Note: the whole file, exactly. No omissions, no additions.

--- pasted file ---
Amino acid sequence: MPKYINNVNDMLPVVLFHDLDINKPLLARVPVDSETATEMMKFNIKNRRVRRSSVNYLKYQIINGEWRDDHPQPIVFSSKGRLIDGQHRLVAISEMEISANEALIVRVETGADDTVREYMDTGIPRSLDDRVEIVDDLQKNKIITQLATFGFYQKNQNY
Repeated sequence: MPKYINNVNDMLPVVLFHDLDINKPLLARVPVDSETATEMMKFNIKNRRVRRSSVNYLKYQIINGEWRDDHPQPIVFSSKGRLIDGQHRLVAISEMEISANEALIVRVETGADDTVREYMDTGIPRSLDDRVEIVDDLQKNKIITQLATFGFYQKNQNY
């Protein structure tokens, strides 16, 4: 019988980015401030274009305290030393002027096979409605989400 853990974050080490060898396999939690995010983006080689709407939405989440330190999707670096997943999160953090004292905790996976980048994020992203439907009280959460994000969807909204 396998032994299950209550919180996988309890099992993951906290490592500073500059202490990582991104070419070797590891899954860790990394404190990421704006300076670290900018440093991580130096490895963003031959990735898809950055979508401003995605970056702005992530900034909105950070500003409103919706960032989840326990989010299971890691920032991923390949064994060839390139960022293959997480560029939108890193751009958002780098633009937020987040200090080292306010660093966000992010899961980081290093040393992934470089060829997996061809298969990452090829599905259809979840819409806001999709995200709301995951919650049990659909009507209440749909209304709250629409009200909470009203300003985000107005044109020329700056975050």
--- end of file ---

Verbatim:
Amino acid sequence: MPKYINNVNDMLPVVLFHDLDINKPLLARVPVDSETATEMMKFNIKNRRVRRSSVNYLKYQIINGEWRDDHPQPIVFSSKGRLIDGQHRLVAISEMEISANEALIVRVETGADDTVREYMDTGIPRSLDDRVEIVDDLQKNKIITQLATFGFYQKNQNY
Repeated sequence: MPKYINNVNDMLPVVLFHDLDINKPLLARVPVDSETATEMMKFNIKNRRVRRSSVNYLKYQIINGEWRDDHPQPIVFSSKGRLIDGQHRLVAISEMEISANEALIVRVETGADDTVREYMDTGIPRSLDDRVEIVDDLQKNKIITQLATFGFYQKNQNY
């Protein structure tokens, strides 16, 4: 019988980015401030274009305290030393002027096979409605989400 853990974050080490060898396999939690995010983006080689709407939405989440330190999707670096997943999160953090004292905790996976980048994020992203439907009280959460994000969807909204 396998032994299950209550919180996988309890099992993951906290490592500073500059202490990582991104070419070797590891899954860790990394404190990421704006300076670290900018440093991580130096490895963003031959990735898809950055979508401003995605970056702005992530900034909105950070500003409103919706960032989840326990989010299971890691920032991923390949064994060839390139960022293959997480560029939108890193751009958002780098633009937020987040200090080292306010660093966000992010899961980081290093040393992934470089060829997996061809298969990452090829599905259809979840819409806001999709995200709301995951919650049990659909009507209440749909209304709250629409009200909470009203300003985000107005044109020329700056975050």